By Amy Crawford/City Lab

When Hurricane Hugo hit Charleston, South Carolina, in 1989, its Category 4 winds carried off nearly every roof in town, leaving homes and businesses to be flooded by torrential rain.

Not since the earthquake of 1886 had the city seen such devastation, and as residents set about rebuilding, they soon realized they had another problem on their hands: a shortage of artisans trained in skills like masonry, ironwork, and plastering, necessary to repair the city’s famous historic buildings.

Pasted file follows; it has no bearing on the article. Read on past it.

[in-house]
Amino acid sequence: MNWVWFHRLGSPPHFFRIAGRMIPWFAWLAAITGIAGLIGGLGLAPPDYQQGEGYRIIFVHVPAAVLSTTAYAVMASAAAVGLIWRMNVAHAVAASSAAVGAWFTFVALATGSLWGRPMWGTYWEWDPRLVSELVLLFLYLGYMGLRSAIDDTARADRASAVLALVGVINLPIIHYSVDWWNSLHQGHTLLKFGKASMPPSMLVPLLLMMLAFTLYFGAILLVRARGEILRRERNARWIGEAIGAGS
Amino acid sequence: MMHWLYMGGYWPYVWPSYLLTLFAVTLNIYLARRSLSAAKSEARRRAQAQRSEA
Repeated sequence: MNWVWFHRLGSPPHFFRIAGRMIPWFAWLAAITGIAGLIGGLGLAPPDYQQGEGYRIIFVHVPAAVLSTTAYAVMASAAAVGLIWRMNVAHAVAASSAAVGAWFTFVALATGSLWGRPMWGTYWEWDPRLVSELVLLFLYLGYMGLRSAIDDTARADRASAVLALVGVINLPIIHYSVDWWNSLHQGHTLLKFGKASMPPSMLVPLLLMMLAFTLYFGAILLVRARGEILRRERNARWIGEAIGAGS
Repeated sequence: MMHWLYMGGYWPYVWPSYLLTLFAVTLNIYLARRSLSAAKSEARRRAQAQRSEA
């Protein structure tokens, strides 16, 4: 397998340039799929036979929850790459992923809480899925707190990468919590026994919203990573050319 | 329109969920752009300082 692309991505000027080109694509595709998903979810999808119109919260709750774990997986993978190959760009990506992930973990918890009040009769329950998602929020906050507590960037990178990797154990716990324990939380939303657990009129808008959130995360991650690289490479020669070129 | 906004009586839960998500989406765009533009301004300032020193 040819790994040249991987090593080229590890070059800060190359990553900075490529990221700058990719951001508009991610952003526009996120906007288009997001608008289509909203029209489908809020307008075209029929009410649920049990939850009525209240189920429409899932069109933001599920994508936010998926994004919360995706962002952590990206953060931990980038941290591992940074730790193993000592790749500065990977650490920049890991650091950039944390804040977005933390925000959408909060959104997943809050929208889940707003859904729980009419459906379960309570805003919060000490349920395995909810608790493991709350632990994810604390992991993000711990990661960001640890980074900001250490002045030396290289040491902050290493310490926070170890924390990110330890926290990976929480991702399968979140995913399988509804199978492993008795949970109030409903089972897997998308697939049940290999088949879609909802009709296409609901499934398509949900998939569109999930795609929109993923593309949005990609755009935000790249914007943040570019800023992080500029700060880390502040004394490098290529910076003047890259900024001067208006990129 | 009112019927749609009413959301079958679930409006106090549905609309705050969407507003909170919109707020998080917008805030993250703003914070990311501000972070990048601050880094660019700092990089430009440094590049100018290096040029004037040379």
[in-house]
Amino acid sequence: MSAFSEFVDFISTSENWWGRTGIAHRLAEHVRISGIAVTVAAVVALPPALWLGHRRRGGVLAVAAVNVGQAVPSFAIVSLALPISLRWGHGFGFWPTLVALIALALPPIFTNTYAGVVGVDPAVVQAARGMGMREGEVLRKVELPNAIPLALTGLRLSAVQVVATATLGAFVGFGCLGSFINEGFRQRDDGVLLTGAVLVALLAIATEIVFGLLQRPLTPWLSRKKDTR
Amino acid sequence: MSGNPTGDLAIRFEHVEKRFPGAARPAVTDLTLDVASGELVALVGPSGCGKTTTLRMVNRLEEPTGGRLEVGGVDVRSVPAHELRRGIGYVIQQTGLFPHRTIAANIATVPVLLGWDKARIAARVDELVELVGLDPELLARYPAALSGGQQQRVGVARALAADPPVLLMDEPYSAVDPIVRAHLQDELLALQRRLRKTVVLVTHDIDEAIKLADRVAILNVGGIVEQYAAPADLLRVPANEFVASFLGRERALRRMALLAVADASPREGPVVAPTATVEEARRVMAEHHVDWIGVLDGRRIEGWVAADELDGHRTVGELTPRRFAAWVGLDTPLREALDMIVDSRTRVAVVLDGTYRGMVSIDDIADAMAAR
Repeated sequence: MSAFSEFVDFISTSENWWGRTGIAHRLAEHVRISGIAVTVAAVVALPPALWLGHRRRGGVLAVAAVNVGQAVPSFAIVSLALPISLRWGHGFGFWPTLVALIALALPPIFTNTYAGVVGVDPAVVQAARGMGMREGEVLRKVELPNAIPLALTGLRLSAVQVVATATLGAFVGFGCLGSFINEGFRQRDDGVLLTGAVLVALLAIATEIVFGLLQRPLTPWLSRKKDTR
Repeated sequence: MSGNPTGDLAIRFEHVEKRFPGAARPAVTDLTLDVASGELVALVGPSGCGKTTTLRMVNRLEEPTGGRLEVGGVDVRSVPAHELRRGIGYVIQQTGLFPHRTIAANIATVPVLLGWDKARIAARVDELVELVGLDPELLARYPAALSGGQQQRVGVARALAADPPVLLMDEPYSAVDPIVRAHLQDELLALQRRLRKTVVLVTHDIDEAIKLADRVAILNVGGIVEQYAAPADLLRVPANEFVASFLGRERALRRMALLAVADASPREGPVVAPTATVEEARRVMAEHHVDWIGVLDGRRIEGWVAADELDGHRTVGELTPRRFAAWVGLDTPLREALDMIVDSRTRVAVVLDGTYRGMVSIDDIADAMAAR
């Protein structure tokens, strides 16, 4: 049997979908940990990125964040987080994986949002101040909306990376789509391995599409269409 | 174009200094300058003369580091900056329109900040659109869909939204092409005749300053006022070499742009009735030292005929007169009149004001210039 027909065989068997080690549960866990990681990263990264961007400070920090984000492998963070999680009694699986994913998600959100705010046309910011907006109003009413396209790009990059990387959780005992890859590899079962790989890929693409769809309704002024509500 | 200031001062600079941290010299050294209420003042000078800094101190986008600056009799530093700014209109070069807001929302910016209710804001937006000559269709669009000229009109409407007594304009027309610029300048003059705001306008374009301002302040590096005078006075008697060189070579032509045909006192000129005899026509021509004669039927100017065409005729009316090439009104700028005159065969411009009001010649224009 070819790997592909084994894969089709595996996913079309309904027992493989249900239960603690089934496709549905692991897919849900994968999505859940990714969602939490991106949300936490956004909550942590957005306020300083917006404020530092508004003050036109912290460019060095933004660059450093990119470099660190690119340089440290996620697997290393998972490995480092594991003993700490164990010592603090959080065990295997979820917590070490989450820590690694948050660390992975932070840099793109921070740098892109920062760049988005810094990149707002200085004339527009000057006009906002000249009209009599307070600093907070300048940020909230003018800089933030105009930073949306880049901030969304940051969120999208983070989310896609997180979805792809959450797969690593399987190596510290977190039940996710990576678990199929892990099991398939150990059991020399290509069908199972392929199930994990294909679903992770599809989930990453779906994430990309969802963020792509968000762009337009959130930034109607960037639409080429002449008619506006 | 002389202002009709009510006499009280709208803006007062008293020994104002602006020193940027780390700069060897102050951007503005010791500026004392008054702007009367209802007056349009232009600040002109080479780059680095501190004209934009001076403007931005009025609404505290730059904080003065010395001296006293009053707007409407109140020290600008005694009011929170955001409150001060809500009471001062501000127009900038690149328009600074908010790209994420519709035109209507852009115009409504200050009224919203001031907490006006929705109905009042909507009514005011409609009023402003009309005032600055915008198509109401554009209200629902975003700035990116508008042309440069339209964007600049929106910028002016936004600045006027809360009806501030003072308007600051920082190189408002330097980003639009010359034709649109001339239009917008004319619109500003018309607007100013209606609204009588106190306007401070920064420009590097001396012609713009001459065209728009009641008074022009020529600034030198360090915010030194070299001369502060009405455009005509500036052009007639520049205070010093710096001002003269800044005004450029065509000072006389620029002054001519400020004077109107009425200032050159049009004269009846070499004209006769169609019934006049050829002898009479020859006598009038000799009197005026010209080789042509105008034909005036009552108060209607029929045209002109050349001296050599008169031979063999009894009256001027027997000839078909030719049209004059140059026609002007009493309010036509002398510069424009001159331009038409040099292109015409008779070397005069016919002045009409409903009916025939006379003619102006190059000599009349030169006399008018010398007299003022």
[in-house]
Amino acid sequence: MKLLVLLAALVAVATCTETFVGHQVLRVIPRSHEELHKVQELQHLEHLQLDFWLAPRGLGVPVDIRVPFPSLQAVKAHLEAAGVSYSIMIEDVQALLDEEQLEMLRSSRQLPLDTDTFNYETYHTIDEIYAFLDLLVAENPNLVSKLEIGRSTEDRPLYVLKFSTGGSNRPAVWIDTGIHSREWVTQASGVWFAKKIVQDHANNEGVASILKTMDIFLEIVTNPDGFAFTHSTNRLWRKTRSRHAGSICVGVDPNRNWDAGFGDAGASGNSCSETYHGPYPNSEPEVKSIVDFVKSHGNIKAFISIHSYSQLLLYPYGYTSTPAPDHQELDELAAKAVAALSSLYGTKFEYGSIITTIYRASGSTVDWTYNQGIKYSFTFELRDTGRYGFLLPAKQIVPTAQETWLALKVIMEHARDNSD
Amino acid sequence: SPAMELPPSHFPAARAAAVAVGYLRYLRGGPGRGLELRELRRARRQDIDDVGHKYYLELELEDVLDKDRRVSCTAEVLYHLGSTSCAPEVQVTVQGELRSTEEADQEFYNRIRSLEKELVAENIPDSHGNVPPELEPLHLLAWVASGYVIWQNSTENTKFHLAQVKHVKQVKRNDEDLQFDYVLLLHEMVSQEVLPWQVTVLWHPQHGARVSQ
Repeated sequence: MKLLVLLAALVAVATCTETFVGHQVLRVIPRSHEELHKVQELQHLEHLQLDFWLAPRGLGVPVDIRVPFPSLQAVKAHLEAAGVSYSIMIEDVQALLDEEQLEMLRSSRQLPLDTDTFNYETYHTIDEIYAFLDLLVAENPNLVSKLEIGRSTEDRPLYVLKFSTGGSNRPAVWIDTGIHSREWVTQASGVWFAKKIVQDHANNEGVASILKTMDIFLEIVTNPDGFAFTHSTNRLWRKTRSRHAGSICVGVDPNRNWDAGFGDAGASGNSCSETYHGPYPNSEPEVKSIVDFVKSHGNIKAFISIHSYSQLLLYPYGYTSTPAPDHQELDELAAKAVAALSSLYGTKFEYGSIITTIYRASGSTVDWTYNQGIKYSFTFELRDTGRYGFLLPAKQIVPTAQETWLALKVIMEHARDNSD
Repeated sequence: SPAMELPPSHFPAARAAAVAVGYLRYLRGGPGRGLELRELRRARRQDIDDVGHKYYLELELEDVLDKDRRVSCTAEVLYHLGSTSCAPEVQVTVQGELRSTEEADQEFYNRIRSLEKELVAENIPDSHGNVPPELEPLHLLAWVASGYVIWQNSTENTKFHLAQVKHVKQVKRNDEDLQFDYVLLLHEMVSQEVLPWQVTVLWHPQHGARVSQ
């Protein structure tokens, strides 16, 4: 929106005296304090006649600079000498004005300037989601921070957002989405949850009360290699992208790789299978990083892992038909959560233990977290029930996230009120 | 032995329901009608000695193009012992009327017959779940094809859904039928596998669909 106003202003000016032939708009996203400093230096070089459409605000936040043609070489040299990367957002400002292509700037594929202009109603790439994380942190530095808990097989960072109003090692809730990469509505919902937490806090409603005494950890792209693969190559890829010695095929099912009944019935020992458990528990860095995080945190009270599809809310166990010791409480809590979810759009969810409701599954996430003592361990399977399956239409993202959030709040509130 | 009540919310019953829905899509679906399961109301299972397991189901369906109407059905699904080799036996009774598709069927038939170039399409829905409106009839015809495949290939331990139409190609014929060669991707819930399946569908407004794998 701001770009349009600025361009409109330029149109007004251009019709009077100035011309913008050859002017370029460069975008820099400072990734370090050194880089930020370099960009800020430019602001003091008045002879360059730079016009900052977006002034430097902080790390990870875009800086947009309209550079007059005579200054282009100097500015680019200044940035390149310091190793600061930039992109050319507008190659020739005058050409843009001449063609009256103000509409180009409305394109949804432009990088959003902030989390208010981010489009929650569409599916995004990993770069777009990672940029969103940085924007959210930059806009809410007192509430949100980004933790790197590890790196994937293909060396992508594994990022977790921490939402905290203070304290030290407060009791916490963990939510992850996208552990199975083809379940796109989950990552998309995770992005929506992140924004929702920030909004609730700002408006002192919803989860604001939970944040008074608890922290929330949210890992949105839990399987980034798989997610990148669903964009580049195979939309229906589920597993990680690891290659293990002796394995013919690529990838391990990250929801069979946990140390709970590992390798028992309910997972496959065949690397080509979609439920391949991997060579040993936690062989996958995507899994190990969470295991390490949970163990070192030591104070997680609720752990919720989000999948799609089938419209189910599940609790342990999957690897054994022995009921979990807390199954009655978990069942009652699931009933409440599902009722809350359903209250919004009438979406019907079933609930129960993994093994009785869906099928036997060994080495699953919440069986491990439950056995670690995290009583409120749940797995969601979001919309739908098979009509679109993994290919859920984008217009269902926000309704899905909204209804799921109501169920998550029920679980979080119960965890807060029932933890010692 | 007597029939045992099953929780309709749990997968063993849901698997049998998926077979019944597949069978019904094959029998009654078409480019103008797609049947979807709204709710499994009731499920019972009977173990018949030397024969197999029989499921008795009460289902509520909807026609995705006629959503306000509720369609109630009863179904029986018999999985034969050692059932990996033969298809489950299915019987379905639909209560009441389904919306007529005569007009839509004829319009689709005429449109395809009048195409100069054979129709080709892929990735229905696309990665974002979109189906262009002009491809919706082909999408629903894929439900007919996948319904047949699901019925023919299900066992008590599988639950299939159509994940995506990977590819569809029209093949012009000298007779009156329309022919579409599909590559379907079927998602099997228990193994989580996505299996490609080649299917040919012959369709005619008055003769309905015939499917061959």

These trades had traditionally been passed down by skilled craftsmen to their sons or apprentices, but that old system had long since been fading away. “It was a recognition that a generation of teachers had diminished,” says Mayor Joe Riley, who has been in office since 1975.

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